High Trust, High Drama play can be rewarding, but it’s not without its problems. One of these is that drama requires, by its nature, characters that are motivated – they have to want something, badly. Drama is all about situations where not everyone can get what they want, as the Rolling Stones would have it. The problem is that although player characters often have a goal of some kind, players sometimes come into a scene without a particular thing in mind. They’re not sure what they want right now, and that means long, aimless scenes that might go nowhere at all. This is not interesting for other players to watch, and it puts an inordinate amount of pressure on the other players in a scene – if one player is just casting around waiting for something to happen, then they have to bring the energy and the drive to the scene.
This is bad form.
The worst part about this particular problem is that, to the player, the long, flaccid scene can feel just great. It’s entirely possible for a player (or an actor on stage) to feel like a scene was full of emotion and interest, without any of that coming across to anyone else at the table. It takes some skill to separate the emotional content of a scene from the actual events as they unfold; you can be “in the moment” and communicate none of that to your audience. And players need to remember that the analogy here is to theatre – usually, in a tabletop game, the other players are not privy to the internal life of a character via devices like monologues. Unless they are showing us through their actions what they want and how they feel, a scene just plain doesn’t work.
To some players, this is about realism – they might have the idea that there is some value to a scene just because they’re “living” their character. Unfortunately, in HTHD play, there’s no real analogy to the sandbox play of other kinds of roleplaying games. If you wander around without an agenda for drama, it won’t happen. You could play many, many hours of a game like that without anything happening at all. That might be fun for some tables, I suppose, but it’s not drama. One of the first pieces of writing advice I was given is “Life ain’t art,” and that’s true at the table too. Realism doesn’t make for interesting play all by itself. Drama is a constant push forward, and most games have a limited amount of time to play out. You need to create the conditions for engaging drama, picking scenes that are focused on important moments, and that is where the “craft” part of this particular art comes into play.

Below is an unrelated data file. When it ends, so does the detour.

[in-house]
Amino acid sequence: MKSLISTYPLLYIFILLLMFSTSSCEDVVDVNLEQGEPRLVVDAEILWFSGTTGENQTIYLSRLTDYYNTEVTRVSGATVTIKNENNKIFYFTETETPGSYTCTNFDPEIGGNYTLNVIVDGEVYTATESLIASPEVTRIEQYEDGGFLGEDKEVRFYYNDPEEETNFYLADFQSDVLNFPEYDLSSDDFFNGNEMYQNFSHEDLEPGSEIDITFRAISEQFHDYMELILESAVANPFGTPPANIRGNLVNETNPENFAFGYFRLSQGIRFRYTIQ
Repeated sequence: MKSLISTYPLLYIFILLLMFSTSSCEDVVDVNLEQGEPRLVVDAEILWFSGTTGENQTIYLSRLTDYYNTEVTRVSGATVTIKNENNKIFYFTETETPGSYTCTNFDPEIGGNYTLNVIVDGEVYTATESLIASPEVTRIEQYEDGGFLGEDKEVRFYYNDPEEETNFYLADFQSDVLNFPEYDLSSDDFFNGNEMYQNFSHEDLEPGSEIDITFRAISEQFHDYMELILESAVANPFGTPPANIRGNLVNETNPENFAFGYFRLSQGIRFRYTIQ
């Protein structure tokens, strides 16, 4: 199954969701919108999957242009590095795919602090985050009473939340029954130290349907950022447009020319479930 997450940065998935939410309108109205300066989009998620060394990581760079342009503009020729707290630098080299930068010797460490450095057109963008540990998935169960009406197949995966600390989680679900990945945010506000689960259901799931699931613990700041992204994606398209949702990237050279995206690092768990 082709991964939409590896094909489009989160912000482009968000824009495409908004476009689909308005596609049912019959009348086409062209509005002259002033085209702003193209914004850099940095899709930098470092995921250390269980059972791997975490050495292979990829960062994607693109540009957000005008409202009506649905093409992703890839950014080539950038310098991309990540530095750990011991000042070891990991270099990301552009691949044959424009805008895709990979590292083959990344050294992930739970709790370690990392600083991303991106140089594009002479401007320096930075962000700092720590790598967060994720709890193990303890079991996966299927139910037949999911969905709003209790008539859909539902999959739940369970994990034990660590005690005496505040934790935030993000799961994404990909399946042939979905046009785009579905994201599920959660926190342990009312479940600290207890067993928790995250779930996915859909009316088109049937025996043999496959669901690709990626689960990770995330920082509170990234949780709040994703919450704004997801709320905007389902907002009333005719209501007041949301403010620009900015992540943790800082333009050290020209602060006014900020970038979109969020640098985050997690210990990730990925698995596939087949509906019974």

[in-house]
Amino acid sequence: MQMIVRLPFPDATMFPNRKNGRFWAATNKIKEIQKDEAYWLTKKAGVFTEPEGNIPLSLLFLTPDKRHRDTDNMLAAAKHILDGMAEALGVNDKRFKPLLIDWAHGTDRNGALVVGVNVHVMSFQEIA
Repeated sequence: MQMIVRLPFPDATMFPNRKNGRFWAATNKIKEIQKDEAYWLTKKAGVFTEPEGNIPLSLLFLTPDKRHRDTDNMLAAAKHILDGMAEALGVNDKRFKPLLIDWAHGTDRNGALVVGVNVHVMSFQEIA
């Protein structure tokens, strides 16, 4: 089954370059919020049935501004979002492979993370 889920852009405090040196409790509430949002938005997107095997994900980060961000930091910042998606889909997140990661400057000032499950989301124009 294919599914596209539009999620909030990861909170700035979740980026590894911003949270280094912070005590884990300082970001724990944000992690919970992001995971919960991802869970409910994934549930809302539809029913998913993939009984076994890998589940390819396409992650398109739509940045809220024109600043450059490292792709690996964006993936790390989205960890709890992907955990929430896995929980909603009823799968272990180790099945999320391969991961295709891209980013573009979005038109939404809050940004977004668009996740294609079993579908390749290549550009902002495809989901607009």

To create drama, you have to be prepared to push.
Robin Laws’s DramaSystem helps to stop this problem by making explicit character conflicts part of character creation. You know exactly what your character wants from the other characters involved in the story, and they know exactly why they can’t give it to you. The latest edition of PRIMETIME ADVENTURES makes thinking about what you want out of a scene the first part of the process – players must call for a scene to be either a Plot or Character scene, with different stakes for each. Motivation and agenda are the central part of my design for LOST PINES, my Twin Peaks soap opera game, in which players must decide what they want in a scene at the beginning, choosing from one of the four defined types of action represented by the suits in a deck of playing cards. Some games – like APOCALYPSE WORLD and its many derivatives – create push mechanically, asserting that when players attempt a set of defined actions they have to roll, and may have to accept the consequences of a miss.
I was thinking idly about this yesterday, and wondering about the possibilities of a system that works like PTA, but instead of having the action shaped by narrative (that is, the character’s Traits define how much influence they have over a conflict), characters in a conflict would draw cards based on how much they are pushing. Like PTA, you’d have a motivating factor – an Agenda that is defined at character creation, something concrete (not vague). It might also be useful to have shorter-term Agendas that are focused on a particular episode, just to keep the idea of motivation at the top of the player’s mind.
When the conflict in a scene comes to a boil, the GM would deal out cards to interested parties based on a rubric something like this:
Is the character pursuing their Agenda?
Is the character risking something?
Is the character willing to trample over another (player) character to get what they want?
Are the consequences of this action serious?
Is there no coming back from this?